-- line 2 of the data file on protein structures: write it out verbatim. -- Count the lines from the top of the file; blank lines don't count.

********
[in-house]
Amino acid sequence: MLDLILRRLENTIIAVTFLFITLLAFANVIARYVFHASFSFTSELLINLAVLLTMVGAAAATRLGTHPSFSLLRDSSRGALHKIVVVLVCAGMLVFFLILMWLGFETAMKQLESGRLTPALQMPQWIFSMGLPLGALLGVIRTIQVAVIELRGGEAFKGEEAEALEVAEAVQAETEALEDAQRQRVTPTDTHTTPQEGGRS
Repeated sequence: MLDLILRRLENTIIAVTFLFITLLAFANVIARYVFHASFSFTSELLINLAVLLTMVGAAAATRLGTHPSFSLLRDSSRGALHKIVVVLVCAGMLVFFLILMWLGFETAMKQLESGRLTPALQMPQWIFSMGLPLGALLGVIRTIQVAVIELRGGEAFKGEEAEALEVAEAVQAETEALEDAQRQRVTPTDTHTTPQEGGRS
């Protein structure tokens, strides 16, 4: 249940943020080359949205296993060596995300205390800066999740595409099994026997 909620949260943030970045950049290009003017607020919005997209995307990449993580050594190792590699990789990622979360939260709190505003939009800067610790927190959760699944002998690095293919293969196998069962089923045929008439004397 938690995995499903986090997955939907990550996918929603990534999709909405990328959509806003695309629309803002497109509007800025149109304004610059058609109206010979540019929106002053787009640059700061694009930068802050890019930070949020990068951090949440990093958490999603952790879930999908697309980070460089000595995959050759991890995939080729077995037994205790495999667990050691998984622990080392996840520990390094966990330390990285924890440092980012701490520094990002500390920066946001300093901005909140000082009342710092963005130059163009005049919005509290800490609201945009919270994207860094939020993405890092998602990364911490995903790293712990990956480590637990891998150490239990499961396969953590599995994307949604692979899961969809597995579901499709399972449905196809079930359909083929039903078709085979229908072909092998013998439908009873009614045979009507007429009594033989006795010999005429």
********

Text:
Amino acid sequence: MLDLILRRLENTIIAVTFLFITLLAFANVIARYVFHASFSFTSELLINLAVLLTMVGAAAATRLGTHPSFSLLRDSSRGALHKIVVVLVCAGMLVFFLILMWLGFETAMKQLESGRLTPALQMPQWIFSMGLPLGALLGVIRTIQVAVIELRGGEAFKGEEAEALEVAEAVQAETEALEDAQRQRVTPTDTHTTPQEGGRS